Ground penetrating radar, or GPR, looks like magic when you see it in action.
GPR is a technology that lets you see through solid objects, and it is used to locate pipes and utilities underneath concrete.
In some ways, it is like an x-ray, but unlike x-rays, the technology behind it is not dangerous radiation.
GPR uses radar waves as a way of ‘seeing’ when you cannot use normal vision and light.
It relies on high-frequency radio waves to give an insight into things that are far away from us or hidden under the ground.
Radar technology uses radio waves, which are produced using a magnetron.
These radio waves travel just as quickly as light waves, but the wave is longer and has a lower frequency.
We cannot see radio waves, yet they can pass through a lot of objects, which is what makes them so useful.
Ground penetrating radar passes through concrete and soil and bounces back to the sensors when it hits something that refracts the wave.
GPR can give high resolution, detailed images up to about two feet deep, and can penetrate much deeper, up to 100 meters, in gravel although the image produced in that case would be less detailed.
When a radio wave hits an object, some of the power is reflected, and some of it is absorbed, while some passes through the material.
Which of those happens, and how much, depends on the type of material.
Most metals will reflect almost all of the power of the wave (which is how pipes are identified), while glass would let almost all of the power through.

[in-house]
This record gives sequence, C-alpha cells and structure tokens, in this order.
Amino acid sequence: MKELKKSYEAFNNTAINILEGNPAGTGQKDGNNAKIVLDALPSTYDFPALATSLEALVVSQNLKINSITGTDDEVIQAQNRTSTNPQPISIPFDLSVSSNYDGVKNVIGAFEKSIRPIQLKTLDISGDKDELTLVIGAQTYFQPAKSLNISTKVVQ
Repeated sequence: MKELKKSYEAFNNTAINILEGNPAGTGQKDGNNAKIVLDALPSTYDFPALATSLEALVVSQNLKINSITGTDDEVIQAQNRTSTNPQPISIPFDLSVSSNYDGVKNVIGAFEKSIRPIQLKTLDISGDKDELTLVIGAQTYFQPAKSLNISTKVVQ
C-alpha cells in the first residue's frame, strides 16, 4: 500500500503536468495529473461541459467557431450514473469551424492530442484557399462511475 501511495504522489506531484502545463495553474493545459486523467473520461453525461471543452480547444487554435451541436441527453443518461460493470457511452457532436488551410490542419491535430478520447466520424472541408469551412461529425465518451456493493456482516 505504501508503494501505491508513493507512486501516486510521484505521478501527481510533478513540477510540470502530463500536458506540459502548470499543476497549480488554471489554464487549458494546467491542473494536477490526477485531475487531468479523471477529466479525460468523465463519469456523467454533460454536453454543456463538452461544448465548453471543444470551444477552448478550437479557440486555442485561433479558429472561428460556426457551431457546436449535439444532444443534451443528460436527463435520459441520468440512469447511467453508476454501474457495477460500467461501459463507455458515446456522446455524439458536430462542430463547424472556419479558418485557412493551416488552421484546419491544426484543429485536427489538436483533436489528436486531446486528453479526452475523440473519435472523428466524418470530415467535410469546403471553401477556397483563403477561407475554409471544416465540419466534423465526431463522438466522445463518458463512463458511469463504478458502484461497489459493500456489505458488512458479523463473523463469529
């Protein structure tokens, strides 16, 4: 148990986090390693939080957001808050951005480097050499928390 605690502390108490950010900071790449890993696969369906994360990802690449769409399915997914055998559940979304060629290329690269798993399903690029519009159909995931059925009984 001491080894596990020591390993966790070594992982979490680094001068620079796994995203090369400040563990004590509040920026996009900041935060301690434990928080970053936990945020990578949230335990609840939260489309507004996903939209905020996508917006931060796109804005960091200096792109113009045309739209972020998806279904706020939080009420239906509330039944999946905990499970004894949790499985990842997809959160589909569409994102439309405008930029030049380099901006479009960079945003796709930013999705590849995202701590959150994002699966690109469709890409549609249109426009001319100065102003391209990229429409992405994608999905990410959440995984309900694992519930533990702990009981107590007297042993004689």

The amount of energy absorbed is known as the attenuation coefficient. Most building materials, including concrete, let radio waves pass through them.
Copper, on the other hand, can absorb radio waves. Water can also absorb radio waves.
Ground penetrating radar works by identifying when there are changes in the rate at which a signal is bounced back.
It is easy to spot metal pipes because they refract the waves, so they are bounced back to the sensor quickly.
Plastic pipes and other objects that do not refract radio waves are harder to spot, as are natural voids, but they will show up on the radar.
Technicians can identify such anomalies because the scan is conducted orthogonally, and there will be differences in the rate of refraction as you move across the void.
This makes it possible to identify subsurface voids, plastic water or gas pipes, and other anomalies with relative ease.
Radio waves, especially the kind that are used for GPR, are safe.
The technology might sound scary, but radar uses radio waves which are on a different part of the spectrum to harmful radiation.
The signals that are emitted are only around 1% of the power of a mobile phone signal, so if you are comfortable using your phone you should feel completely comfortable using GPR.
You can even use your phone and other electrical appliances around GPR equipment without fear of the GPR interfering with the device or vice versa.
As long as your electronic devices are properly shielded (which undamaged consumer-grade devices should be), then there is nothing to worry about.
GPR is safe, efficient and easy, and will give you the information you need to plan your construction or repair work, avoiding any utilities or objects under the ground.
If you have any construction or excavation projects on the go, it is vitally important to hire a concrete scanning company to scan the location first.
High Resolution Concrete Scanning is a company you can trust to provide you with the most accurate and detailed information when it comes to scanning your concrete structures.
They have years of experience and use the most advanced tools and equipment in the business.
At High Resolution Concrete Scanning, our specialisation in concrete scanning services has made us industry leaders. If you need to perform any type of concrete scanning, then look no further than us at High Resolution Concrete Scanning.
Please call us today on 0437 365 830 or contact us through our website www.high-res.com.au/contact-us/